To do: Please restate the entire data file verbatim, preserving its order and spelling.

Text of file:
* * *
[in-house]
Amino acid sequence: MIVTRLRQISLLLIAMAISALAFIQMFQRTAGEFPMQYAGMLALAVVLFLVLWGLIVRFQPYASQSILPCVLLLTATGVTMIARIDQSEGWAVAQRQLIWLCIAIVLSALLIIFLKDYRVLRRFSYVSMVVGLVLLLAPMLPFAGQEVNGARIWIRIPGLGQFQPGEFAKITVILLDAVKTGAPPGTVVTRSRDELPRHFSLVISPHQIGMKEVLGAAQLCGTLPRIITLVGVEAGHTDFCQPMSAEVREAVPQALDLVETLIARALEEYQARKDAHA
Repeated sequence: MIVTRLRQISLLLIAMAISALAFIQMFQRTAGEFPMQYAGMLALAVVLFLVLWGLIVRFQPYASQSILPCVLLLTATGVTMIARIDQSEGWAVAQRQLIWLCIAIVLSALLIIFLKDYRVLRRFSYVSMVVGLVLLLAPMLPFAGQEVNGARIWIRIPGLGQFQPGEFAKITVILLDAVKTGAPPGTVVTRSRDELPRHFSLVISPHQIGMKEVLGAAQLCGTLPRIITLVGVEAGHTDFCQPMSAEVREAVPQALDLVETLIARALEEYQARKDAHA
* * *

[in-house]
Amino acid sequence: MIVTRLRQISLLLIAMAISALAFIQMFQRTAGEFPMQYAGMLALAVVLFLVLWGLIVRFQPYASQSILPCVLLLTATGVTMIARIDQSEGWAVAQRQLIWLCIAIVLSALLIIFLKDYRVLRRFSYVSMVVGLVLLLAPMLPFAGQEVNGARIWIRIPGLGQFQPGEFAKITVILLDAVKTGAPPGTVVTRSRDELPRHFSLVISPHQIGMKEVLGAAQLCGTLPRIITLVGVEAGHTDFCQPMSAEVREAVPQALDLVETLIARALEEYQARKDAHA
Repeated sequence: MIVTRLRQISLLLIAMAISALAFIQMFQRTAGEFPMQYAGMLALAVVLFLVLWGLIVRFQPYASQSILPCVLLLTATGVTMIARIDQSEGWAVAQRQLIWLCIAIVLSALLIIFLKDYRVLRRFSYVSMVVGLVLLLAPMLPFAGQEVNGARIWIRIPGLGQFQPGEFAKITVILLDAVKTGAPPGTVVTRSRDELPRHFSLVISPHQIGMKEVLGAAQLCGTLPRIITLVGVEAGHTDFCQPMSAEVREAVPQALDLVETLIARALEEYQARKDAHA